Did Sir Donald Bradman really score a century off 22 balls?

The short answer is yes, he did. Really. On November 2, 1931, Bradman and his New South Wales teammate Oscar Wendell Bill represented a Blackheath XI against a Lithgow Pottery XI in a match to christen the newly-installed malthoid wicket at Blackheath. With the two star names together at the crease, Lithgow brought on off-spinner Bill Black who, as Bradman was reminded, had bowled ‘The Don’ for 52 in an exhibition match in Lithgow two months earlier.

Bradman reportedly told Wendell Bill, ‘I think I’ll have a go.’ Over the course of the next three eight-ball overs, he proceeded to dispatch Black and his teammate Horrie Baker to the far-flung corners of the Blue Mountains. Off the first, over from Black, Bradman scored 33 runs, including three sixes, three fours and a single off the last ball to retain the strike. Off the second, from Baker, he scored 40, courtesy of four fours and four sixes and off the third, again from Black, 29, including two fours and three sixes. Wendell Bill contributed just two singles, on the first and fifth balls of the third over, to rotate the strike.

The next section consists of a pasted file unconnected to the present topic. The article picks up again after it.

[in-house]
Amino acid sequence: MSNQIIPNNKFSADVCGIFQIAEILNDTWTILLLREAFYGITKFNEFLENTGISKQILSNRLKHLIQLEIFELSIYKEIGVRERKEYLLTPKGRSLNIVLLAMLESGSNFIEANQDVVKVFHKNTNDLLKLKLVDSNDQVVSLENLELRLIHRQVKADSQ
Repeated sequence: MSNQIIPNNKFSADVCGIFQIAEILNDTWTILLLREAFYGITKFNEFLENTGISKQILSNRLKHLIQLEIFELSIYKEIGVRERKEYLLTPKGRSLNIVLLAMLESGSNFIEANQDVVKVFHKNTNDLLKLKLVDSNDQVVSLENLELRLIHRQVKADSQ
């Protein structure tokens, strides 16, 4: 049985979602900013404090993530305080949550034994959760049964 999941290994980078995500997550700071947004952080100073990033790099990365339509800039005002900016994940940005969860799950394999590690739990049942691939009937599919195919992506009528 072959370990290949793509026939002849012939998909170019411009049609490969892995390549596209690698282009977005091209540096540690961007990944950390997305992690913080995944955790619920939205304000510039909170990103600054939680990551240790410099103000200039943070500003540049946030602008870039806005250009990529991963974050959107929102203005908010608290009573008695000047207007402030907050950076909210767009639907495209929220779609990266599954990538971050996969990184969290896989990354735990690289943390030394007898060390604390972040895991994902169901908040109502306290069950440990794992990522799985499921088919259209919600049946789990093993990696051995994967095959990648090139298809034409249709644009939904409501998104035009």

With uninspiring figures of 2-0-62-0 to his name, Black pleaded to be taken off again, but that made little difference to Bradman, who went on to score 256, including 29 fours and 14 sixes. For the record, Wendell Bill scored 68. Reflecting on his innings, Bradman said later, ‘…everyone was surprised at the outcome, no-one more than I’, adding that, ‘…in later years he [Wendell Bill]

said he got more notoriety out of the two singles he scored in those three overs than anything else he ever did in his life.’

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